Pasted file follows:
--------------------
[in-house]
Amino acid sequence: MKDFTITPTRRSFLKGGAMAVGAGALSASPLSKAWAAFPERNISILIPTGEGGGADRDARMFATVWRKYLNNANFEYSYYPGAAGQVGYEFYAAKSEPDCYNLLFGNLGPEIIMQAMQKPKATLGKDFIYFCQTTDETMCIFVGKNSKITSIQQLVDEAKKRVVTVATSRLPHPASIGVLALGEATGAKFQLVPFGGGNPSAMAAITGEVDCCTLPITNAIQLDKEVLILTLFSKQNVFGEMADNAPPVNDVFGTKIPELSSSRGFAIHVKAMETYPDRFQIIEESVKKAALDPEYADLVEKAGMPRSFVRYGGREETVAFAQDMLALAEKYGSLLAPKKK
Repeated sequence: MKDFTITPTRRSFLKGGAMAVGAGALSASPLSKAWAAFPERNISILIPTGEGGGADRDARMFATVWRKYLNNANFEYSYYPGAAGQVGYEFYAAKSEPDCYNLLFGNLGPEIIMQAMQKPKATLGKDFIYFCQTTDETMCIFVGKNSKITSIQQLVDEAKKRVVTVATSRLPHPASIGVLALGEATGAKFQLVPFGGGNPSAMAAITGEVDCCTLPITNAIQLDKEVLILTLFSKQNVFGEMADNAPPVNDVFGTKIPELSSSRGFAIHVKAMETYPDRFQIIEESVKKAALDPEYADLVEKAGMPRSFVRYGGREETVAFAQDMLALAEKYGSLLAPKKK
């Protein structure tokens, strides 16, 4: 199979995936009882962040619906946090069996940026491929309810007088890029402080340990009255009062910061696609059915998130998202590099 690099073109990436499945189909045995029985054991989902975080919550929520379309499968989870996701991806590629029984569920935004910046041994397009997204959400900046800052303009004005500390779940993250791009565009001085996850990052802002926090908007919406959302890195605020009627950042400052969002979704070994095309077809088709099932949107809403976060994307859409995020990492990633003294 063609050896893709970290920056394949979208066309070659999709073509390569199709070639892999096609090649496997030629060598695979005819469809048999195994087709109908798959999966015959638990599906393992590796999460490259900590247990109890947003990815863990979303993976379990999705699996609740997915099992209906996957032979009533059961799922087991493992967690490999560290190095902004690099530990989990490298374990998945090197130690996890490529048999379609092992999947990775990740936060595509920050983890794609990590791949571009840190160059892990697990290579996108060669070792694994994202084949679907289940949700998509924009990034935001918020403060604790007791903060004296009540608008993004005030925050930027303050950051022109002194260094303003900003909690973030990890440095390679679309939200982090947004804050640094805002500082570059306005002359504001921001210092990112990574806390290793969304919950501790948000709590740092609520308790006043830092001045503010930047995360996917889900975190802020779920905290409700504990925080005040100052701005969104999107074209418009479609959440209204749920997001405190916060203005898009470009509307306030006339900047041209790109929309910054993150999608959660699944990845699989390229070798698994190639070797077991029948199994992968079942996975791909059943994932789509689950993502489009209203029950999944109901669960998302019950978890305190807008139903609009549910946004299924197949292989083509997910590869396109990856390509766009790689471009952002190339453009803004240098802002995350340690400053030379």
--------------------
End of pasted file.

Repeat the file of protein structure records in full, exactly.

[in-house]
Amino acid sequence: MKDFTITPTRRSFLKGGAMAVGAGALSASPLSKAWAAFPERNISILIPTGEGGGADRDARMFATVWRKYLNNANFEYSYYPGAAGQVGYEFYAAKSEPDCYNLLFGNLGPEIIMQAMQKPKATLGKDFIYFCQTTDETMCIFVGKNSKITSIQQLVDEAKKRVVTVATSRLPHPASIGVLALGEATGAKFQLVPFGGGNPSAMAAITGEVDCCTLPITNAIQLDKEVLILTLFSKQNVFGEMADNAPPVNDVFGTKIPELSSSRGFAIHVKAMETYPDRFQIIEESVKKAALDPEYADLVEKAGMPRSFVRYGGREETVAFAQDMLALAEKYGSLLAPKKK
Repeated sequence: MKDFTITPTRRSFLKGGAMAVGAGALSASPLSKAWAAFPERNISILIPTGEGGGADRDARMFATVWRKYLNNANFEYSYYPGAAGQVGYEFYAAKSEPDCYNLLFGNLGPEIIMQAMQKPKATLGKDFIYFCQTTDETMCIFVGKNSKITSIQQLVDEAKKRVVTVATSRLPHPASIGVLALGEATGAKFQLVPFGGGNPSAMAAITGEVDCCTLPITNAIQLDKEVLILTLFSKQNVFGEMADNAPPVNDVFGTKIPELSSSRGFAIHVKAMETYPDRFQIIEESVKKAALDPEYADLVEKAGMPRSFVRYGGREETVAFAQDMLALAEKYGSLLAPKKK
């Protein structure tokens, strides 16, 4: 199979995936009882962040619906946090069996940026491929309810007088890029402080340990009255009062910061696609059915998130998202590099 690099073109990436499945189909045995029985054991989902975080919550929520379309499968989870996701991806590629029984569920935004910046041994397009997204959400900046800052303009004005500390779940993250791009565009001085996850990052802002926090908007919406959302890195605020009627950042400052969002979704070994095309077809088709099932949107809403976060994307859409995020990492990633003294 063609050896893709970290920056394949979208066309070659999709073509390569199709070639892999096609090649496997030629060598695979005819469809048999195994087709109908798959999966015959638990599906393992590796999460490259900590247990109890947003990815863990979303993976379990999705699996609740997915099992209906996957032979009533059961799922087991493992967690490999560290190095902004690099530990989990490298374990998945090197130690996890490529048999379609092992999947990775990740936060595509920050983890794609990590791949571009840190160059892990697990290579996108060669070792694994994202084949679907289940949700998509924009990034935001918020403060604790007791903060004296009540608008993004005030925050930027303050950051022109002194260094303003900003909690973030990890440095390679679309939200982090947004804050640094805002500082570059306005002359504001921001210092990112990574806390290793969304919950501790948000709590740092609520308790006043830092001045503010930047995360996917889900975190802020779920905290409700504990925080005040100052701005969104999107074209418009479609959440209204749920997001405190916060203005898009470009509307306030006339900047041209790109929309910054993150999608959660699944990845699989390229070798698994190639070797077991029948199994992968079942996975791909059943994932789509689950993502489009209203029950999944109901669960998302019950978890305190807008139903609009549910946004299924197949292989083509997910590869396109990856390509766009790689471009952002190339453009803004240098802002995350340690400053030379």